This is another triumph of industrial design from Samsung, with a minimalist but elegant shape, solid metal stand, and nearly bezel-less screen. It’s not just one of the best TVs – it’s one of the best-looking flatscreens out there.
Read the full review: Samsung QN95A Neo QLED TV
Sony hasn’t held back in pricing the new A90J 4K HDR OLED TV, but we believe the performance does justify the hefty price tag.
Picture quality, from any source, is about as good as it currently gets from any 4K screen. In every meaningful department – motion control, contrast, edge definition, detail levels, you name it. For those moments when you’re reduced to watching sub-4K content, it’s great at upscaling, too.
The Sony A90J OLED is more than a few steps ahead when it comes to sound quality. Using the entire surface of the screen as a speaker is still novel and effective, and backing it up with two conventional bass drivers means the A90J sounds fuller, more direct and just, well, better than any alternative that doesn’t feature an off-board sound system.
That combination of high-end picture quality and sound smarts – with the option to use the screen as the center speaker in a larger sound system – makes it shoe-in for a home cinema centerpiece, even if the Panasonic HZ2000 above may beat it for sheer audio power. You can also adjust the A90J’s feet to accommodate a soundbar, while the remote is fantastically designed too.
Read the full review: Sony A90J OLED TV review
The Philips OLED 805 is a winning combination of excellent picture quality, powerful processing, and lovely build quality – but it’s the Ambilight feature that’s the real star of the show here, and elevates it into ‘best TV’ territory.
Ambilight projects a cornucopia of colors around the edges of the television, and this 805 model can do so from three sides – not quite the four-sided Ambilight of the flagship OLED+935, but still plenty to create an immersive light show.
But the 805 OLED isn’t just for show: thanks to Philips’ beefy P5 Picture processor, its able to give real force to OLED images, with enhanced contrast and spectacular colors – even when upscaling from HD/SDR. Philips improves on last year’s 804 model too with both Dolby Vision and HDR10+ support, meaning you won’t have to choose between a dynamic HDR format.
There isn’t Apple TV app support, though – and the Android interface can feel unwieldy at times. The lack of Freeview Play, too, can be frustrating for UK viewers, without catch-up provision for the likes of ITV and BBC. Overall, though, it’s a small price to pay for what’s on offer in this excellent smart TV.
Read the full review: Philips OLED 805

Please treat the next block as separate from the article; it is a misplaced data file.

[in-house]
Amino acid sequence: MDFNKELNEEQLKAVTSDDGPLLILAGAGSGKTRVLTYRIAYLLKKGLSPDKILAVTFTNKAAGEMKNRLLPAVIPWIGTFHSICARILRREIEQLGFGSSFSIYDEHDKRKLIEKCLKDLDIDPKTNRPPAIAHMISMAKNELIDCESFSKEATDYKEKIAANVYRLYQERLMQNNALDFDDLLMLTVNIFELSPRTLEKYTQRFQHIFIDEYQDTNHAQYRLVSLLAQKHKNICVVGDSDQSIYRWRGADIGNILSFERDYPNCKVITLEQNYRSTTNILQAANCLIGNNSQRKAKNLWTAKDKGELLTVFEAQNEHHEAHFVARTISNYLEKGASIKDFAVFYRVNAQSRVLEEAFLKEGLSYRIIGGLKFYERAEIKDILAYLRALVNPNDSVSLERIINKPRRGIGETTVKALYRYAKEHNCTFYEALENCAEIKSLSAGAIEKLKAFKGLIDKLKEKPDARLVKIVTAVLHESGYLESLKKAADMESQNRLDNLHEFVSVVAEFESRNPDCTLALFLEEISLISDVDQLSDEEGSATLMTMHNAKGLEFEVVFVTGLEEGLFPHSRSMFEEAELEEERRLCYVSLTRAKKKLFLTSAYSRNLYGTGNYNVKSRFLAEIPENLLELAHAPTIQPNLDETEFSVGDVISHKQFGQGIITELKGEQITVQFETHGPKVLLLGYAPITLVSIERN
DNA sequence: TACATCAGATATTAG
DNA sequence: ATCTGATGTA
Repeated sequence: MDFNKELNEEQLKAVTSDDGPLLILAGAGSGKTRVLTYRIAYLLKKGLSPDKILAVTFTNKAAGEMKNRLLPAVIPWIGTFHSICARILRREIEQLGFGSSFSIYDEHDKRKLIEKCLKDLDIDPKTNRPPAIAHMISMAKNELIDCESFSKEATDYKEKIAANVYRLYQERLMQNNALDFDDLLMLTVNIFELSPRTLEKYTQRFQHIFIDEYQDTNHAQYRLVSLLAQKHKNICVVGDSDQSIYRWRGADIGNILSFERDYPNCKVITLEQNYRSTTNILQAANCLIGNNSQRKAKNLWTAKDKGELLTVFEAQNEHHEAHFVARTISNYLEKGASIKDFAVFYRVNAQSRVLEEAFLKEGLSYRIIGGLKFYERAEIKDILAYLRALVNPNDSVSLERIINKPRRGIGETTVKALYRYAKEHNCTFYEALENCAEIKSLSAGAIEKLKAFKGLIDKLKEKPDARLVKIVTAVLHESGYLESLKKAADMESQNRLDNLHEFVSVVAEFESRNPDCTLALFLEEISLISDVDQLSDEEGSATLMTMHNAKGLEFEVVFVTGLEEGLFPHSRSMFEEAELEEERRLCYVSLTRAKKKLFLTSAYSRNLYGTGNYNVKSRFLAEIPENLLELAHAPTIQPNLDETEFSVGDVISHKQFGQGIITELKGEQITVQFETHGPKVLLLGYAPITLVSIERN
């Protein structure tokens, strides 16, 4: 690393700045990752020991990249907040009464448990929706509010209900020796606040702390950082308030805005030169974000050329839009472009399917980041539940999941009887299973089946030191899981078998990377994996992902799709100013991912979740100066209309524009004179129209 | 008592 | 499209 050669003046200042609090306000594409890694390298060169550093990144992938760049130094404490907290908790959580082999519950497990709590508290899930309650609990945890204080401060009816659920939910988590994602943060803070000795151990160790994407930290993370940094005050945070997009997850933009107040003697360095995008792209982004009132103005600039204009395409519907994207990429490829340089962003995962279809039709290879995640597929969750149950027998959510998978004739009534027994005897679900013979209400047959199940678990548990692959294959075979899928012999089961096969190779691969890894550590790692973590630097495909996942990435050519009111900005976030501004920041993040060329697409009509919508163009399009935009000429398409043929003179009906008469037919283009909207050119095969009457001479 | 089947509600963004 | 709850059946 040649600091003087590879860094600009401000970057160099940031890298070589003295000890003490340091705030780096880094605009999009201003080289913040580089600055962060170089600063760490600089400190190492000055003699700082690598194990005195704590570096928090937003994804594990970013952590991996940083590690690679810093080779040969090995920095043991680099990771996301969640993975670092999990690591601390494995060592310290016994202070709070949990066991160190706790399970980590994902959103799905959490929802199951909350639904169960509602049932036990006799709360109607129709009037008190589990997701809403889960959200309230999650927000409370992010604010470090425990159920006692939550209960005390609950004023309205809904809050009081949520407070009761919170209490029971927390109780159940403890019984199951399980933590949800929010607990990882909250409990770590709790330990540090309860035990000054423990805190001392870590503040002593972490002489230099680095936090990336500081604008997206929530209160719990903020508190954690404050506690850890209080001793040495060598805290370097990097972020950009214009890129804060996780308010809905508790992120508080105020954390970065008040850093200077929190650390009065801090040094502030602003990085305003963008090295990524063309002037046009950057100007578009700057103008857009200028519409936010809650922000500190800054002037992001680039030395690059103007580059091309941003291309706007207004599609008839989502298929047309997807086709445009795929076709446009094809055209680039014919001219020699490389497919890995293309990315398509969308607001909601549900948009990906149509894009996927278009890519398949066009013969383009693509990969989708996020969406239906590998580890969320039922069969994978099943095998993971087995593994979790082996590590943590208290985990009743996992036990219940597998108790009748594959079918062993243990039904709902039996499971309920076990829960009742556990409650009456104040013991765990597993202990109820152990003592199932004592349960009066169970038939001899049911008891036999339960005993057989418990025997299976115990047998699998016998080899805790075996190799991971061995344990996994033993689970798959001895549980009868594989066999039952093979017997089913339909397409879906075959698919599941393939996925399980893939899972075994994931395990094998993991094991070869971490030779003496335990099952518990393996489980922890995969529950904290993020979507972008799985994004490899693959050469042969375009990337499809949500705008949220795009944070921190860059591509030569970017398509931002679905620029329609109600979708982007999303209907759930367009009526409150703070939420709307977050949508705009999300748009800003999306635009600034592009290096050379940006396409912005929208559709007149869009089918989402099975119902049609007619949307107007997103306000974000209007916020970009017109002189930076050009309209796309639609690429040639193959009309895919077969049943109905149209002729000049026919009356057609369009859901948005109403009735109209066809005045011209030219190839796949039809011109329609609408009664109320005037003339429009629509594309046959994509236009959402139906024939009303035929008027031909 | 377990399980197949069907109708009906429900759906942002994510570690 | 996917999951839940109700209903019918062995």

The Samsung QN900A Neo QLED 8K TV ushers in a new era of television technology in one of the best TVs we’ve seen this year.
Packing in the new Mini LED backlights Samsung has used in its new ‘Neo QLED’ range, it marks a notable evolution for the QLED range, with truly stunning picture quality, exceptional color and brightness, terrific sound and outstanding blacks. And this screen is quite the looker on the outside, too.
For the uninitiated, Samsung’s ‘Quantum’ Mini LEDs are 1/40th the thickness of a regular LED, meaning thousands of smaller LEDs can be packed together in a much tighter fashion, allowing for far more accurate dimming zones and black levels that are practically indistinguishable from an OLED.
And because it takes advantage of Samsung’s Multi-Intelligence AI upscaling, the QN900A is consistently able to produce images that looked better than their source. You’ll get to benefit from a host of gaming features too, with the latest HDMI 2.1 and eARC features, 4K/120fps and 8K/60fps passthrough, as well as Game Motion Plus and AMD FreeSync Premium Pro for those connecting to a PC.
To put it simple: it’s the best TV with 8K to beat in 2021.
Read the full review: Samsung QN900A Neo QLED 8K TV
Best smart TV FAQ
What can smart TVs do?
What channels are on smart TVs?
Do smart TVs have Netflix?
Do you need Wi-Fi for smart TVs?
When should I buy a smart TV?
If your existing TV has failed or you want to upgrade, check out our guides for more information on what would work best for you.
Almost every new set – aside from small TVs – will be 4K resolution too, and come with some form of HDR capability, if not support for dynamic HDR formats like Dolby Vision and HDR10+.
It’s worth considering whether you also want to go for a QLED or OLED TV too.
While new TVs are launched quite regularly amongst the main brands, it’s often worth hanging back and buying last year’s models. They’re usually available for a lower price and the improvements are typically incremental rather than substantial.
As ever, it’s worth looking at the differences between a new model and the version it’s replacing. The introduction of Samsung’s Ultra Viewing Angle technology was a big boon for its high-end QLEDs – as is the implementation of Mini LED on new Apps for Samsung TVs – but other updates aren’t nearly as notable.